this small city in the middle of andalusia (southern spain) is packed with culture and life!
after spending 9 hours in a train (there is no quick way from valencia to sevilla unfortunately!) and getting close to the peak of my sickness, we arrived at night and began the trek through lively but quiet streets to find our hostel. we were slowly getting accustomed to the sound of suitcases being drug behind us on cobblestones for 2 miles but it still was a killer arm workout. other than the main roads, most of the streets within neighborhoods are narrow & winding and you definitely want to watch your step for smashed oranges or horse droppings!
there are horse drawn carriages that ride all around the city center and our hostel was right around the corner from the cathedral of sevilla where they all cluster waiting for clients. the cathedral of sevilla is the largest gothic cathedral and third largest church in the world as well as being the burial site of christopher columbus. the archbishop's palace is situated right next to the cathedral and both are stunning structures.
originally we were spending four days in sevilla and the surrounding areas of andalusia but when trains were scarce and we were rerouted to valencia for a few days, it cut our time in sevilla down to one day. this was definitely a bummer but we made the most of it-- making friends with so many people at our hostel in between trekking from one end of the city to the next!! we spent a lot of time with a few of our awesome hostel hosts, arianne from peru, eduardo from florence & alesseo from rome, and it definitely felt like a bit of home for the short time we were there.
we spent some time at the plaza de espana and it was phenomenal! it was built for the 1929 ibero-american exposition but that ended up coinciding with the wall street crash in october of '29 so the exposition was not as successful as the spanish government had hoped and they were left with a considerable amount of debt. but the plaza itself is a mixture of stunning morrish and spanish architecture and it now houses many government offices.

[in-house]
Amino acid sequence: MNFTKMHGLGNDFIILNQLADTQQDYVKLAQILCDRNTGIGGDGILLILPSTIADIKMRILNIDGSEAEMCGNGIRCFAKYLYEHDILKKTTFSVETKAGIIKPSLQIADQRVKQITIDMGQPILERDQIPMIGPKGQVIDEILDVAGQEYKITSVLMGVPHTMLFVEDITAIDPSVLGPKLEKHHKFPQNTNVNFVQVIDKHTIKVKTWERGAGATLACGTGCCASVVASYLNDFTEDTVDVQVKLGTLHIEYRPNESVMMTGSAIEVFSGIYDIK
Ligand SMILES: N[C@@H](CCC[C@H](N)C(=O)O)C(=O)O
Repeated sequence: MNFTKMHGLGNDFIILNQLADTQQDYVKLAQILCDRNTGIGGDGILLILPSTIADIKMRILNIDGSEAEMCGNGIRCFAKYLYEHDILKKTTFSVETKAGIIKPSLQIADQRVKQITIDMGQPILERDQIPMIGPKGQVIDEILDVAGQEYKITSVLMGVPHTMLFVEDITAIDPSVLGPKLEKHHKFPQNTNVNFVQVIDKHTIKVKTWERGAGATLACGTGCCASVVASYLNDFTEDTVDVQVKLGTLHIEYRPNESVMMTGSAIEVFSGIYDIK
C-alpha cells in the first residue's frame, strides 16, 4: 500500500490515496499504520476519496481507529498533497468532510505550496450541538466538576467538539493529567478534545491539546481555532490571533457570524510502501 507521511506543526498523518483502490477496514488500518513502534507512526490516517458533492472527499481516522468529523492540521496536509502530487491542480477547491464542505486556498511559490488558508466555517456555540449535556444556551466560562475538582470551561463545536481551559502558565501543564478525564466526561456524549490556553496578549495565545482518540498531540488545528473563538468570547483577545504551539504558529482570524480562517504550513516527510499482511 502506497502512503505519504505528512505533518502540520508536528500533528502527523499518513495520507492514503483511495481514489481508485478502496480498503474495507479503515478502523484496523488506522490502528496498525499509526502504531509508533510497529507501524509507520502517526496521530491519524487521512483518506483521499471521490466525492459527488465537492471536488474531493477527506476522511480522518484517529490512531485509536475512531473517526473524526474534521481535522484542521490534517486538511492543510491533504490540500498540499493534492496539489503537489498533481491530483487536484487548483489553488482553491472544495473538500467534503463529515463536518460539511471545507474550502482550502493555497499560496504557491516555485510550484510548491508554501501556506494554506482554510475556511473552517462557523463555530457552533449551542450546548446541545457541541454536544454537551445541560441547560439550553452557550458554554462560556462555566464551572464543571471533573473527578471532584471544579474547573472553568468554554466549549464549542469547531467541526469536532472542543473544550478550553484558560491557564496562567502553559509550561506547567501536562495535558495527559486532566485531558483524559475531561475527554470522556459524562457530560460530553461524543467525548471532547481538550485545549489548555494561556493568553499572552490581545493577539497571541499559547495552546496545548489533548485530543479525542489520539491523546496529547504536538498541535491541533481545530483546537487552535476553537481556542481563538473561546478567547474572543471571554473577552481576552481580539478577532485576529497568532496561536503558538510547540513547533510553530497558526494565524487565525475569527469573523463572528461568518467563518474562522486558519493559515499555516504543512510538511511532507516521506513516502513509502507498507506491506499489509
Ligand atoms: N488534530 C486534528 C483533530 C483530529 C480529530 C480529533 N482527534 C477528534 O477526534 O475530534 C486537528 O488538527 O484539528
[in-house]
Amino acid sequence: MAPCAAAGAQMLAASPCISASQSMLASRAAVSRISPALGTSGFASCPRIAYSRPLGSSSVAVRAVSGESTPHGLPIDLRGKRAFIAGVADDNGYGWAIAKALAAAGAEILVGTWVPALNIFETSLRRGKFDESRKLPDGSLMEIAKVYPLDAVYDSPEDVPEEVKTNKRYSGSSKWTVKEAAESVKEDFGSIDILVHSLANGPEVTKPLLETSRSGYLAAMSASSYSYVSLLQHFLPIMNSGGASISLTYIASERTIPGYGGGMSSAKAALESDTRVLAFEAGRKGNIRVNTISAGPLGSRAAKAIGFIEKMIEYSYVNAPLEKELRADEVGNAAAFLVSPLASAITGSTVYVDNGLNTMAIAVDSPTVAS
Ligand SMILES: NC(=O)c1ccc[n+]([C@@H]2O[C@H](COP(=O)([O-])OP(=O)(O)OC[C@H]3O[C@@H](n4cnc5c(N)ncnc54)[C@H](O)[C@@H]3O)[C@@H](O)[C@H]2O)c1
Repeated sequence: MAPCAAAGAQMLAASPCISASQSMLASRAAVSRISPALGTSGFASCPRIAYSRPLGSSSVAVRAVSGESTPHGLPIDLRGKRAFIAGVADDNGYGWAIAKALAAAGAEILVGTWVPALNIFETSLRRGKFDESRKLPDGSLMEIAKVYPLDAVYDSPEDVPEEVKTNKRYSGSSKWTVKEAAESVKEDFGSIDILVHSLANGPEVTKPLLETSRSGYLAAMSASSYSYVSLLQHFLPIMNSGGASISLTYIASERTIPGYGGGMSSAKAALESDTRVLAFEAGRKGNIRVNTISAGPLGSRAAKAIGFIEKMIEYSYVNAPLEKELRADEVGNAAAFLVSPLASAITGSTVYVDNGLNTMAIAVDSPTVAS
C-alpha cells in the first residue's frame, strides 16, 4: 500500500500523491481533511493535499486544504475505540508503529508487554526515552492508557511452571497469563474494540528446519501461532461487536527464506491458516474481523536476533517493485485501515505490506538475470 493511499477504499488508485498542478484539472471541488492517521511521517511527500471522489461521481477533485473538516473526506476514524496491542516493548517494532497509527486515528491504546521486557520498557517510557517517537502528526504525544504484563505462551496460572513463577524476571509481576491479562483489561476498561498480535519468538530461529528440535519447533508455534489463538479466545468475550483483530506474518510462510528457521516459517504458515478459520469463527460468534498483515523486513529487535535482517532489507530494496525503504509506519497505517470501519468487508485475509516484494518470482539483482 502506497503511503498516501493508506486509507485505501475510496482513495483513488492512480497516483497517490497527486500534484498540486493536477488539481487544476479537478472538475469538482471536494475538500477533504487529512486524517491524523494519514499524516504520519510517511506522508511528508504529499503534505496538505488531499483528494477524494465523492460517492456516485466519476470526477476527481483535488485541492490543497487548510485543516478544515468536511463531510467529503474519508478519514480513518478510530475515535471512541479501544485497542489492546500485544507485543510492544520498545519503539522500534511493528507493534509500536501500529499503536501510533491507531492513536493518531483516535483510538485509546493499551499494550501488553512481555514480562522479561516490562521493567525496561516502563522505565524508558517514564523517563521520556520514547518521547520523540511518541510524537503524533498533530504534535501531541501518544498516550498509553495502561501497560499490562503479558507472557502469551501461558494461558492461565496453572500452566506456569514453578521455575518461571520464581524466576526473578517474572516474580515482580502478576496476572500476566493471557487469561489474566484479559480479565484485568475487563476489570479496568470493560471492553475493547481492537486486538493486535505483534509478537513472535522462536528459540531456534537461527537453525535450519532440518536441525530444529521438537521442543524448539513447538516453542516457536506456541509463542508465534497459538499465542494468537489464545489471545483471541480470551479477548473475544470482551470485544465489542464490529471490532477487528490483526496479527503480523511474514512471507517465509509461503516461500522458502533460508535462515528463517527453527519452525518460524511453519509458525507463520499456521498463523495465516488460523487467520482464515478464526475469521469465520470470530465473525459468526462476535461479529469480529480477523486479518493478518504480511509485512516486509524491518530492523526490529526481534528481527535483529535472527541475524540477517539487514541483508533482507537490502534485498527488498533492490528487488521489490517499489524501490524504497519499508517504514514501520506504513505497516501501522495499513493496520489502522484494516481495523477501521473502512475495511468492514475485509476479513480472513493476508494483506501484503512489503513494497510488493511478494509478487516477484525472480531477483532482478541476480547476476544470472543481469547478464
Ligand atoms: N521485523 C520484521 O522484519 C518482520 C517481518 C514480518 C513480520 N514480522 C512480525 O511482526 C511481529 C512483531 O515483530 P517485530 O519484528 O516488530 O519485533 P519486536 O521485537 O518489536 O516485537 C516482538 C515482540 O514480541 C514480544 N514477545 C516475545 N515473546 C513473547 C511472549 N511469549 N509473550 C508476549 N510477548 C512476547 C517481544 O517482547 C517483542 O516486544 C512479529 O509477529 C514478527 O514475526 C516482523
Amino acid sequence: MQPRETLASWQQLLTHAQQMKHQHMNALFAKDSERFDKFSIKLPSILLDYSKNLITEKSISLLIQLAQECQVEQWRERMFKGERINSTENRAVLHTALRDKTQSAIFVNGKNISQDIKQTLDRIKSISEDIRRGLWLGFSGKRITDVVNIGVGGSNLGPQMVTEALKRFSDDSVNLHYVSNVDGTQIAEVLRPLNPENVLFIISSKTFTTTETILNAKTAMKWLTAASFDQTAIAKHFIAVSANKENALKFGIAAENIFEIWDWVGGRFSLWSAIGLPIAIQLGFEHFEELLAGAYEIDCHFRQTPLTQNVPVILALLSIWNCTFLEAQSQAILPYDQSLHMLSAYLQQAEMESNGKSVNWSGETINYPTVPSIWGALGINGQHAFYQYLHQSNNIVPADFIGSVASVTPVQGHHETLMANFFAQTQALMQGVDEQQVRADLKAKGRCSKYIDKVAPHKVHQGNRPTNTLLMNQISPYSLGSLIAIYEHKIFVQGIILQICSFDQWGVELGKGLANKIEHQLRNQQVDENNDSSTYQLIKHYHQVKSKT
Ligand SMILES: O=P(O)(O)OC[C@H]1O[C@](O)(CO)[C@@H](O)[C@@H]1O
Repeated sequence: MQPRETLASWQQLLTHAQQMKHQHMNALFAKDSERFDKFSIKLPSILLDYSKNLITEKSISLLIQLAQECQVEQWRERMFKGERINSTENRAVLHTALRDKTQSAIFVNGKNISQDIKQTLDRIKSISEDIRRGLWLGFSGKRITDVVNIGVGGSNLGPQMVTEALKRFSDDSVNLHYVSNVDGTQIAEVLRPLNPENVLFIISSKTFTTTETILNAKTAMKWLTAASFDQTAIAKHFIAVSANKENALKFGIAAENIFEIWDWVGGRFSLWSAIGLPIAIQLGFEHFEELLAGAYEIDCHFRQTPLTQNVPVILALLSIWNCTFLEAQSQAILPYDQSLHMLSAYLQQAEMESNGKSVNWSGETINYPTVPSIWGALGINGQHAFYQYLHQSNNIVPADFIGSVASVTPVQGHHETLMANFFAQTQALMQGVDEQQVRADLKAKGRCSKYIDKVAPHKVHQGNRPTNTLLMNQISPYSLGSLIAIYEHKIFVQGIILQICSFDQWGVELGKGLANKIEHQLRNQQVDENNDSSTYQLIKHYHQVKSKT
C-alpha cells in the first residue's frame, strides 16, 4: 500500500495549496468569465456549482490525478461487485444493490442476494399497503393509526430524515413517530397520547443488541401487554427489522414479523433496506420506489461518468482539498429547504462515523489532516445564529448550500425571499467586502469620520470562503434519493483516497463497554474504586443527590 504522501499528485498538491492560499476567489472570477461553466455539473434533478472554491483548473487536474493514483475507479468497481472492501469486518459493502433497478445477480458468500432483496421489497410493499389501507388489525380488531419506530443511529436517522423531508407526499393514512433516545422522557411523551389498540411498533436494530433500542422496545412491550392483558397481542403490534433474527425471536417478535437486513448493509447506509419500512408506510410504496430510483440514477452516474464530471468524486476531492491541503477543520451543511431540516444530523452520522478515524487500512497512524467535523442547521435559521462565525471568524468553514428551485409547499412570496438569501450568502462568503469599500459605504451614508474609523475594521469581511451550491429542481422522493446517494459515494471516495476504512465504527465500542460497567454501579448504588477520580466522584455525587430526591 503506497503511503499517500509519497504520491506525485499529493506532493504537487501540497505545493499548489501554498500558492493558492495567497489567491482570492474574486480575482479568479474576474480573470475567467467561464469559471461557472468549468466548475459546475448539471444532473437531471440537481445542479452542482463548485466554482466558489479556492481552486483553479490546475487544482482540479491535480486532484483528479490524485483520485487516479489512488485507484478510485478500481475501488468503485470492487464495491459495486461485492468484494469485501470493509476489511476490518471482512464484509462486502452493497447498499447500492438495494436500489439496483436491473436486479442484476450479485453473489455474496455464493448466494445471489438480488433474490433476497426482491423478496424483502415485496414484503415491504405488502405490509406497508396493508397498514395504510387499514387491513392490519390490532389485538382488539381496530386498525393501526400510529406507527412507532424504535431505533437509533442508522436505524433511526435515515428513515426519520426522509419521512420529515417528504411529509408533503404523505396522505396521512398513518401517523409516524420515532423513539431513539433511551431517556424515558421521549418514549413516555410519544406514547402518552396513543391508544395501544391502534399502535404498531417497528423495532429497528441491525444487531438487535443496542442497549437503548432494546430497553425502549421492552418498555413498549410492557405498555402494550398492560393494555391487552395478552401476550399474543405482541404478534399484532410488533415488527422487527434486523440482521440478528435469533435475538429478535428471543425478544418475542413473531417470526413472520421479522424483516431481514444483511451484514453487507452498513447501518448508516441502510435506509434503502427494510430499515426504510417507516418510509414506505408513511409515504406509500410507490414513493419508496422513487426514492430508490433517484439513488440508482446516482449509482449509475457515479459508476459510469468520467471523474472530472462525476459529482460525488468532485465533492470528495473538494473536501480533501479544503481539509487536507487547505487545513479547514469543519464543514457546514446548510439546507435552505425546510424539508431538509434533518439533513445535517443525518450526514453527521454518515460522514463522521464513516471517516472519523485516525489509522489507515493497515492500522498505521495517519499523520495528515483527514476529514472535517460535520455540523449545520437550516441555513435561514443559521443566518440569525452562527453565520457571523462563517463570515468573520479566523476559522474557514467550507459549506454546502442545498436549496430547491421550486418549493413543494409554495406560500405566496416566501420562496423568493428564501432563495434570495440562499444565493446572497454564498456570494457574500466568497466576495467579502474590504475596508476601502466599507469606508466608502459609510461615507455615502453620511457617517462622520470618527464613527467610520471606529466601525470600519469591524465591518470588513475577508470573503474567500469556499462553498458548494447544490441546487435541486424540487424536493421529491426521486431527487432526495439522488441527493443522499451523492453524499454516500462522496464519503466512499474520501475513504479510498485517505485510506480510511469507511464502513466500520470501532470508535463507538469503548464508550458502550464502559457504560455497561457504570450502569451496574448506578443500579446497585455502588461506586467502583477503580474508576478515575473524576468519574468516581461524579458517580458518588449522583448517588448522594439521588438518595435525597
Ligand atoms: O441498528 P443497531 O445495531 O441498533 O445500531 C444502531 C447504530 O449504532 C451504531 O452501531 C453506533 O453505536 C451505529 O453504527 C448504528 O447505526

i was all about going to a bull fight but unfortunately it wasn't the season. we still went to see one of the oldest bull fight arenas which is in el arenal- a neighborhood full of narrow twisty streets and lots of tapas restaurants! each city visited had a full skating rink or a mini kinder rink for children and a huge lighted metal tree to celebrate the holiday season (no fur christmas trees!) and sevilla was no different.
you can get traditional bocadillos (large sandwiches) or montaditos (mini sandwiches) & tapas inexpensively almost anywhere but sevilla was also full of many moroccan restaurants serving falafel, shawerma & moussaka. street vendors selling roasted chestnuts and churros con chocolate were abundant and sangria was available everywhere! we were never lacking in amazing food!
two other buildings worth noting are the real fabrica de tobaccos and hotel alphonse xiii. the old tobacco factory was one of the oldest and most prominent factories of it's kind until the 1940's. in the 1950's, the number of factory employees had become so low so they chose to move it to a different neighborhood and converted the building into the headquarters for the university of sevilla. the hotel is one of the oldest in sevilla and absolutely stunning inside and out! we stepped in to take a look and encountered ancient moorish tile, cases of gold jewelry on display from the 1400s and larger than life portraits of alphonse xiii. this was one of the hotels built especially for the exposition of 1929 and was named after king alphonse xiii who was reigning at the time.
we were really loathe to leave sevilla but the rolling hills and groves of olive trees outside Córdoba on our train ride were stunning and we still had another city to explore! up next: madrid!